Summary: Albert was a 75 year old man who came to our church the last few years of his life. He loved to sing and to worship. He had given his life to Christ.

Eulogy Albert Pritchard By Rick Gillespie- Mobley

November 17, 2018 Ecclesiastes 3:1-14 John 14:1-6

While World War II was raging in Europe, and The Japanese were conquering the nations along the western Pacific Ocean, God wanted to do something special for the world on October 26th, 1943, and God decided to complete the work in the womb of Beulene Pritchett .

God gave Willie and Beulene a double blessing with the gift of twins, Alberta and Albert Pritchard. God probably took a step back and looked at them, and said," this is good, very good.” God had a plan for Alberta and God had a plan for Albert. Today we look at the life and death of Albert.

When God created Albert, I believe God was determined to fill him with a capacity to love others and to enjoy music."

And that little infant baby from Wetumpka, Alabama, grew to be a boy, who grew to be a man who grew to be a child of God. And after 75 years, God was once again delighted to have that same gift return to him again. For the scriptures boldly proclaim, in Psalm 116:15 Precious in the sight of the LORD is the death of his saints.

Today, we often think death is something to be avoided at all cost, but for the believer in Jesus Christ, death is merely the passing from one form of service to God to another. You see Albert Pritchart decided to die a long time ago, when he made the decision to follow Jesus Christ. He took Jesus at his word, when Jesus said, "I am the resurrection and the life. He who believes in me will live, even though he dies; Last Sunday Albert Pritchart made it to church as one of the great cloud of witnesses who has gone on before us cheering us on in the faith.

Albert had the privilege of being part of a large family. His parents Willie and Beaulene took seriously the commandment to be fruitful and multiply, and as a result they had ten children. If they had of had just two more, we could speak of the 12 tribes from Wetumpka, Al.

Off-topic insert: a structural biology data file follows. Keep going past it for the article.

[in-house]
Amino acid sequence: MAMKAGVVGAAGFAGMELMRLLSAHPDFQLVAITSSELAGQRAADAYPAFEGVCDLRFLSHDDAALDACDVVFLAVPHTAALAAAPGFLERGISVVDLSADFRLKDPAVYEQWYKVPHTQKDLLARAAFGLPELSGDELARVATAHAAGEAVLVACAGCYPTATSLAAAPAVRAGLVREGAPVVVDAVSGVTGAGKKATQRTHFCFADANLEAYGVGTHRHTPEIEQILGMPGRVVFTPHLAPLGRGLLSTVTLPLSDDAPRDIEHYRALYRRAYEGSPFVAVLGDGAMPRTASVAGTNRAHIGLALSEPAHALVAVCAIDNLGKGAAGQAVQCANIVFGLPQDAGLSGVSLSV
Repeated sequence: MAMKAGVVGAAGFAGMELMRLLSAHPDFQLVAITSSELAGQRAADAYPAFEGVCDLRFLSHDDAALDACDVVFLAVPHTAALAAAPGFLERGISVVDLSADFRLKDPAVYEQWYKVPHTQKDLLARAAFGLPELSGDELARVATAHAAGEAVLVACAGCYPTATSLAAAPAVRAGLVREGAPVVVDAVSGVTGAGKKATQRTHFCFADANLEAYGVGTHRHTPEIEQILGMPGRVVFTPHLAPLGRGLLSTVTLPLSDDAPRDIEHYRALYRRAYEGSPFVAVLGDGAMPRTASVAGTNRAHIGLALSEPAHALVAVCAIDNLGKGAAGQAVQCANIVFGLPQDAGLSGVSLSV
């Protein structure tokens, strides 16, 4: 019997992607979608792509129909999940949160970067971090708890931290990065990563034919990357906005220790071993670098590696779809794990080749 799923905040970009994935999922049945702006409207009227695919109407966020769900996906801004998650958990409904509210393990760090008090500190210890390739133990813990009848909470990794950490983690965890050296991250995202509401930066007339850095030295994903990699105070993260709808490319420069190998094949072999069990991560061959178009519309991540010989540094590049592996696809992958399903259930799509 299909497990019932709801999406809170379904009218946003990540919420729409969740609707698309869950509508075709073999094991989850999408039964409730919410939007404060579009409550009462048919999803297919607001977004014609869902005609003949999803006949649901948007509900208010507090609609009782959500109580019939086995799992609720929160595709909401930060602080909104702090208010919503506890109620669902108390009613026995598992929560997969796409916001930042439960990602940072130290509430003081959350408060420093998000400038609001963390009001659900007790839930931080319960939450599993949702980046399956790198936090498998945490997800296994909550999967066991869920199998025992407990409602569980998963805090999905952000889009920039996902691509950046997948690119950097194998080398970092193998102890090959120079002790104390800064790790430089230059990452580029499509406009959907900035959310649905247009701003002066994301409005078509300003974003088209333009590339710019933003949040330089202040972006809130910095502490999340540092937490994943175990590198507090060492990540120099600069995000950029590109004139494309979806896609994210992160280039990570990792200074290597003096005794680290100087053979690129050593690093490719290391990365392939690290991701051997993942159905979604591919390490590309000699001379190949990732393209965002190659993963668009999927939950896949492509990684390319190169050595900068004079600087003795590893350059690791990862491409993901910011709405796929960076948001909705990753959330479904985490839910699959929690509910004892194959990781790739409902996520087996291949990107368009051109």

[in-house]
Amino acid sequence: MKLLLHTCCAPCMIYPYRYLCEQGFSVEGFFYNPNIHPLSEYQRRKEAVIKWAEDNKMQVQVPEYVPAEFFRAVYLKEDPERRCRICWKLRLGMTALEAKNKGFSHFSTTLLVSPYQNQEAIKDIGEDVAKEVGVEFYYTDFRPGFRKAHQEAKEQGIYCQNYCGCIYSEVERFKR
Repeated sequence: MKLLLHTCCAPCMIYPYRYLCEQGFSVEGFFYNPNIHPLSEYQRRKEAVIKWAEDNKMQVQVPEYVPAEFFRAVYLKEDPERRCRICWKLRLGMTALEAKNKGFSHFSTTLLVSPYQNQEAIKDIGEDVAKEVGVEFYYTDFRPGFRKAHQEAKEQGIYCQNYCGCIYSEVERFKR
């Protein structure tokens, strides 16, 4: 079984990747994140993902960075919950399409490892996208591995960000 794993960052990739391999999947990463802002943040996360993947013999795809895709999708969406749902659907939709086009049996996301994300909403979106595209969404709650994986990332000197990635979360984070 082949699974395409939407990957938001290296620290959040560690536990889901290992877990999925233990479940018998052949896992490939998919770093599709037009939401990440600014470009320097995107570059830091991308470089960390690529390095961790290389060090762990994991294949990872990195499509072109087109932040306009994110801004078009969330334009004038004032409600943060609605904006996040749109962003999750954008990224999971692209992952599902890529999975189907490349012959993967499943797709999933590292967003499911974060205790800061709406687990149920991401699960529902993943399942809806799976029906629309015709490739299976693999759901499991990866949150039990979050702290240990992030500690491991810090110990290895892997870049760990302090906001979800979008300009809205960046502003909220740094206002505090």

Believe it or not, in 1845 Wetumpka lost by just a few votes to Montgomery to become the state capital of Alabama. If Wetumpka had of won the vote, we would have been talking about the Wetumpka Bus boycott instead of the Montgomery Bus Boycott with Rosa Parks.

Albert knew the pain and suffering of racism and Jim Crow laws having been born in the deep South of Alabama. He knew what it was like to see the bathroom signs, Men, Women, and Colored. He tasted the water from the Colored water fountain. If he got on a bus, he knew he had to go to the rear of the bus to have a seat. He knew what it was like to be judged simply by the color of his skin rather than the content of his character.

He knew what it was like to grow up in poverty in terms of material possessions, yet still be rich in the things that really mattered such as a love of family, of Friends and most important of all, the love of God.

The triplets of poverty, racism and prejudice could not keep him from developing a song in his heart to sing to the Lord or to encourage others, nor could they keep him from becoming a person with a generous and a quick smile.

The discrimination he faced in the world , caused Albert to develop a compassion for people. We always have a choice to allow evil to make us bitter or better. He chose to become better. His neice described him as the uncle who would always come and get her out of whatever trouble she found herself in. Her mother knew he would stay calm when he went to get her. He would tell her, “now you know when you get home you’re going to get a whipping.” She said yes, but he was never the one who gave her the whipping.”

Albert had a great sense of humor. He enjoyed seeing you laugh and he loved to make you laugh. He enjoyed the presence of people. God gave him a certain twinkle in his eye when he got excited. I’m told that he was quite a dancer. One of the favorite things he likee to do was eat. When I asked what was his favorite food, his family responded food. But then they said he was partial to greens, chicken and dressing. Give him a pepsi cola to go with it and he was a happy man.

Life was not always easy for Albert, and people didn’t always treat him with the utmost of respect, but he would tell you in a minute, it didn’t matter to him because he had God on his side

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